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Langdon Graves Art @ Gallery Hijinks, San Francisco

Gallery Hijinks Artist: Langdon Graves

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I've always been interested in the big mysteries - why are we here, where will we go, what does this mean, why does that hurt? Etc. As a young person I swallowed the religion I was given not because it provided explanations, but because it rendered them unnecessary. Before the dawn of science in Western culture, it was considered sinful to inspect the insides of a human being, alive or dead. Created in God's own likeness, we were the purest objectification of his infinite wisdom. A peek at our innards would expose them to growing materialist ideas and threaten the preservation of the mysterious.

Marx famously denounced religion as the opiate of the masses. In an updated version, religion has been called "the placebo of the masses," appropriate inasmuch as belief is stronger and more lasting than narcotics. Also appropriate is that the quote has recently been attributed to the fictional pop culture icon Dr. Gregory House. He's not a doctor but he plays one on TV, who through the miracles of technology and entertainment can bring Americans closer to their insides than someone who's actually seen them. God, Doctor, Actor, Screenwriter - these figures can serve the same purpose, depending on how our beliefs have shaped what's real to us. Any one of them can fill the role of answer-giver or mystery-preserver.

Religion’s offer of mystery in place of explanation still fascinates me, as does blind faith in the practice of medicine. The theory and implementation of placebo is where the ideas for my work begin, examining our bodies as records of our way of thinking and our beliefs as the result of the limits of our bodies. Like belief, the work develops its own form and syncretic logic from objects and images reflecting established systems, personal idiosyncrasies, and bits and pieces of past, present and future mysteries.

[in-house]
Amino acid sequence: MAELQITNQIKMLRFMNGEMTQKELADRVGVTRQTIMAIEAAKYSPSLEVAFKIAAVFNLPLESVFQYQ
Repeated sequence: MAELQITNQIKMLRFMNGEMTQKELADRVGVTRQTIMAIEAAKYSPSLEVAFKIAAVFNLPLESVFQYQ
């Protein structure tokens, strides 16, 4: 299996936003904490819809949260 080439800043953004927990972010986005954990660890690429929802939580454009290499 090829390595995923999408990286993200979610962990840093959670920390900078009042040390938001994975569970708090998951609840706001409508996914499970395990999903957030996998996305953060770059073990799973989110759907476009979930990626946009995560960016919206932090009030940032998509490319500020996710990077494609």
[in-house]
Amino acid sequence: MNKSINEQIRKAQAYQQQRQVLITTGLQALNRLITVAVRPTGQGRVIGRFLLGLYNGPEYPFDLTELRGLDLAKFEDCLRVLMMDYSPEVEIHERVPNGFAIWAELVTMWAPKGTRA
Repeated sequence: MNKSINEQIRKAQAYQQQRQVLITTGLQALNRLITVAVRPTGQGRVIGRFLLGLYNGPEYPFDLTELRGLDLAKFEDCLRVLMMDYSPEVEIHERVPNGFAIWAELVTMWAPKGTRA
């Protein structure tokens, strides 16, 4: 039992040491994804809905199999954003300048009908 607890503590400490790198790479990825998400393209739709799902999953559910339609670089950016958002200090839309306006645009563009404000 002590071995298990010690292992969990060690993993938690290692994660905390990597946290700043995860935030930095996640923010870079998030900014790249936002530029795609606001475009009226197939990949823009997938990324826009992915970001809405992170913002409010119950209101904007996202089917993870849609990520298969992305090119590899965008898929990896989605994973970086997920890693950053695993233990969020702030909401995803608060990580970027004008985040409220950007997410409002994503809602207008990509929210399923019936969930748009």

I've always been interested in the big mysteries - why are we here, where will we go, what does this mean, why does that hurt? Etc. As a young person I swallowed the religion I was given not because it provided explanations, but because it rendered them unnecessary. Before the dawn of science in Western culture, it was considered sinful to inspect the insides of a human being, alive or dead. Created in God's own likeness, we were the purest objectification of his infinite wisdom. A peek at our innards would expose them to growing materialist ideas and threaten the preservation of the mysterious.

Religion’s offer of mystery in place of explanation still fascinates me, as does blind faith in the practice of medicine. The theory and implementation of placebo is where the ideas for my work begin, examining our bodies as records of our way of thinking and our beliefs as the result of the limits of our bodies. Like belief, the work develops its own form and syncretic logic from objects and images reflecting established systems, personal idiosyncrasies, and bits and pieces of past, present and future mysteries.

Langdon Graves Images:

Langdon Graves - The Lovers - graphite on mylar - 38" x 32"
Langdon Graves
The Lovers
graphite on mylar
38" x 32"
Langdon Graves - Sisters - graphite on mylar - 32" x 32"
Langdon Graves
Sisters
graphite on mylar
32" x 32"
Langdon Graves - Life Like - graphite on mylar - 42" x 32"
Langdon Graves
Life Like
graphite on mylar
42" x 32"

Blog Posts Featuring Langdon Graves

Gallery Hijinks · 2309 Bryant Street · San Francisco, CA 94110-2810
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